For Luke, the early church is an idyllic society marked by shared meals and prayers, awe or reverence, portents and signs, communal sharing and redistributive economics, ritual faithfulness, joy, good will, and growth. Whether or not this is a strictly historical portrait, there are strong catechetical reasons for Luke to portray the church in this way. Such a portrait points to Luke’s ideals of what a church community ought to be. Luke might also be painting this picture for political purposes, although it is not apparent whether Luke’s purpose is protest or pacification.
Coming immediately after the Pentecost narrative, the passage functions both as a summation of the Pentecost story, and a pivot toward the ministry of the church in Jerusalem (Acts 3-7). Luke, here, lays out the immediate consequences of the repentance and baptism of the Jewish (Acts 2:5) respondents to Peter’s Acts sermon; Gentiles will come later, in Acts 10.
Holding fast together
The Greek verb prokartereo rarely occurs in the New Testament. However, Luke uses it twice in this passage. The verb can be glossed as a description of attachment or persistence. Luke’s use of this verb in verse 42 and again in verse 46 underscores his depiction of an ethos of unity, commitment and commonality among the earliest church. Luke speaks of the earliest church as holding fast, or dedicating themselves to the teaching of the apostles and to the Temple.
For the earliest church community, the apostles become de facto religio-political leaders, taking the place normally ceded to the Sanhedrin leaders in Acts. Beyond Peter’s sermon, Luke does not tell us what “the apostles” might have been teaching, when, or in what format, whether privately or in public. However, this teaching leads the newly converted to dedicated and ongoing actions of attention to the apostle’s teaching, living in community, breaking of bread, and prayers.
When Luke refers to “the breaking of the bread” a ritual action can be assumed, as the Greek word artos, or bread, occurs only five times in the Acts of the Apostles (the other three times in Acts 20:7, 11; 27:35), and in each case it seems to point to a ritual observance. This ritual was likely a precursor to the Lord’s Supper practiced in contemporary church. For Luke, it seems, one of the results of baptism is the communal partaking in the ritual feast of commemoration. However, this bread-breaking would have taken place in the context of a ritual meal. Meals, such as these hinted at by Luke, would have taken place in homes of wealthy patrons of the church. Their homes would have contained dining areas where the whole ekklesia, likely a small number, could recline at table.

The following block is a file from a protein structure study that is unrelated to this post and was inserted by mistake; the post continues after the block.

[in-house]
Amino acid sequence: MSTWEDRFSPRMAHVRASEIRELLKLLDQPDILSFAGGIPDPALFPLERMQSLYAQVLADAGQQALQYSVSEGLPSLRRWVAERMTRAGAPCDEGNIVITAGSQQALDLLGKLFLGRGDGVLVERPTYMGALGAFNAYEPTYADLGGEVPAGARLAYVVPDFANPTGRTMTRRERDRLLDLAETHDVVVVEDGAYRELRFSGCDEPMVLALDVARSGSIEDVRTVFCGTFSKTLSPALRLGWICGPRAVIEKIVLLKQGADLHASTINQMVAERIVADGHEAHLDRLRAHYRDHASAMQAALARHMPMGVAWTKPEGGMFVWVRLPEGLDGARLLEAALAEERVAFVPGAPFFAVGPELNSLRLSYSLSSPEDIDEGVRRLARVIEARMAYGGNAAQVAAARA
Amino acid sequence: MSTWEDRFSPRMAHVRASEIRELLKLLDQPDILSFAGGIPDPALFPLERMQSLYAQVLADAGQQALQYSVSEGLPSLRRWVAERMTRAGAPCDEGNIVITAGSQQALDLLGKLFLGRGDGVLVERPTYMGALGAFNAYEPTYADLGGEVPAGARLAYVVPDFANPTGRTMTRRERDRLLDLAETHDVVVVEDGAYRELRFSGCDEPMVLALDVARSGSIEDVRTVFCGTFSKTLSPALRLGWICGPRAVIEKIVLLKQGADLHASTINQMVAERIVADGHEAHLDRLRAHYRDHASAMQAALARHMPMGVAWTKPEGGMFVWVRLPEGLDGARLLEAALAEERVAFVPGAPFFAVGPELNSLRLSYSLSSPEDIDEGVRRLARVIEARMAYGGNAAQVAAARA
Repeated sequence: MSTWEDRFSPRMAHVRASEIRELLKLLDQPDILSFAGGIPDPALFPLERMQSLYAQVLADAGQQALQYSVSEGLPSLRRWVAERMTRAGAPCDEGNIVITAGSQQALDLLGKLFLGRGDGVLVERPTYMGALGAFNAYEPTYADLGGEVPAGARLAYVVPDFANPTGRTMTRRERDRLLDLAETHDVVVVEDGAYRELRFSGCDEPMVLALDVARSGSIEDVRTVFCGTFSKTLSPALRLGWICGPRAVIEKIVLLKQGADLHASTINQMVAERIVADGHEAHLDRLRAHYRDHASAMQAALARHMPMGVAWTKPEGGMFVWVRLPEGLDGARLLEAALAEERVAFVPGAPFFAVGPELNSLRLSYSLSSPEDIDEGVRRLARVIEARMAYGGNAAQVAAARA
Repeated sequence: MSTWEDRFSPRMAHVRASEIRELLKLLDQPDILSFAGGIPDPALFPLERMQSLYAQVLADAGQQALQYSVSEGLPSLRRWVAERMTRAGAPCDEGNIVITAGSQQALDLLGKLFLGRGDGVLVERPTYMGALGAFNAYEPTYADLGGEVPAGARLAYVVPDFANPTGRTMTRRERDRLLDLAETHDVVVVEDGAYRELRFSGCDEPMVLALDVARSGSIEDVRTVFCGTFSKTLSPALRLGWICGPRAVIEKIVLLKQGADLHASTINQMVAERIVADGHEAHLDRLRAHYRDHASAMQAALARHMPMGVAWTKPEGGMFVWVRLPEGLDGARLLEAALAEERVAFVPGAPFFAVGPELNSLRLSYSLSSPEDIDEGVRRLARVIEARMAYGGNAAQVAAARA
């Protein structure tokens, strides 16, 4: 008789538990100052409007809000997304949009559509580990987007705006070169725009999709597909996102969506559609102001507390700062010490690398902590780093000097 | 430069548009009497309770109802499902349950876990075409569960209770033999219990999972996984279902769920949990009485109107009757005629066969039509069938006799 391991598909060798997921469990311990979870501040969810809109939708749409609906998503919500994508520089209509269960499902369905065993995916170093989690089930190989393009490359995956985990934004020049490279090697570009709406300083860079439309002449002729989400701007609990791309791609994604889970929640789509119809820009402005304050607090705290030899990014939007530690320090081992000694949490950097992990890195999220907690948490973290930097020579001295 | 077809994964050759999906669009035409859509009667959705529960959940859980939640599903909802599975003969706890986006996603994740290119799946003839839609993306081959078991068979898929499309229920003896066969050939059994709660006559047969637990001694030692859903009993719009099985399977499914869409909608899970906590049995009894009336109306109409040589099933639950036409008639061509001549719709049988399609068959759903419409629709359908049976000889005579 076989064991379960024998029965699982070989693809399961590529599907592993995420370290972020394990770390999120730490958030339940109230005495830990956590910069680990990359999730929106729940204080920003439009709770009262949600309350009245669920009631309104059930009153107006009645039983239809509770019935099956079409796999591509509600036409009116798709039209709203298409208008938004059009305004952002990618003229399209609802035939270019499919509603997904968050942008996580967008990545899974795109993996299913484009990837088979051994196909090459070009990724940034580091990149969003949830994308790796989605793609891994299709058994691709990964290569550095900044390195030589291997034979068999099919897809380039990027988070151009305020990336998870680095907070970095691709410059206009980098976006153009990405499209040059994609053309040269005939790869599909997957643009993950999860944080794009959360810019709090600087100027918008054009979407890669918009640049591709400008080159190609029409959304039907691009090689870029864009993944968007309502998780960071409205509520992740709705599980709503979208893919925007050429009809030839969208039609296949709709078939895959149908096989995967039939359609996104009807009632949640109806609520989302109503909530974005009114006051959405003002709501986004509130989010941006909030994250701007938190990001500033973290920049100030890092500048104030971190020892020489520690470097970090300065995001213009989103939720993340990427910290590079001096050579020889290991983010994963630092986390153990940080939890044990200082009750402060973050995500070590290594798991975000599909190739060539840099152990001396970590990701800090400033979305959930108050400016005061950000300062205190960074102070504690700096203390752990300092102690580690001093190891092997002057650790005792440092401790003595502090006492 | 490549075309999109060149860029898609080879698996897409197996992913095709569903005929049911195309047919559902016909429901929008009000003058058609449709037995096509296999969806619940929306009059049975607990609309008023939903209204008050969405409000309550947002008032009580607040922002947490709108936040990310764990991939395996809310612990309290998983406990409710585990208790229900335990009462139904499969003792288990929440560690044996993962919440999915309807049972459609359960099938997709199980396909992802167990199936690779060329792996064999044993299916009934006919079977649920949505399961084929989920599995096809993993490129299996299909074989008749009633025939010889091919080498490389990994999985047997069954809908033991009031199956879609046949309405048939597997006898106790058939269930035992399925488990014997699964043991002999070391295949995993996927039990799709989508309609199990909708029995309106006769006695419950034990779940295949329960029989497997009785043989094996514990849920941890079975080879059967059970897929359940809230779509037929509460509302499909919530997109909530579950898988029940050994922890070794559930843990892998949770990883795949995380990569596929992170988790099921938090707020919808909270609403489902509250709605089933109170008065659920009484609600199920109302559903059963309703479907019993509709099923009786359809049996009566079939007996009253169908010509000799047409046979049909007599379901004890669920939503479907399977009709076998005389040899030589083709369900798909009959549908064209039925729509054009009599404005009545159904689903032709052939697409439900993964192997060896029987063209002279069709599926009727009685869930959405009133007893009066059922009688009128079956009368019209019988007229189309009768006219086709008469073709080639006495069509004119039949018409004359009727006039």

Rising fear or awe
Verse 43 is structured as an inclusio; beginning and ending with the word egineto or “was coming to be.” Here, two phenomena are described as coming into being: fear (phobos) and portents and signs (terata kai semeia). “The Greek word phobos includes, in its semantic range, both the concepts of terror and of awe or reverence. Both are probably appropriate reactions to supernatural displays of power, although Luke does not say what those displays might be. Still, until Acts 5, (i.e. the death of Ananias and Sapphira), we are given no reason to consider that the word might connote terror.
Both the Pentecost story, earlier in Acts 2, and the miracle of the man at the Beautiful Gate, that follows in Acts 3 could be examples of the signs and portents intended by Luke. These seem to be told to provoke awe and reverence. Note also, that Luke does not specify which apostles are demonstrating portents and signs. Peter and John will distinguish themselves from the rest in chapter three, but nothing in this text suggests that they were alone in this regard.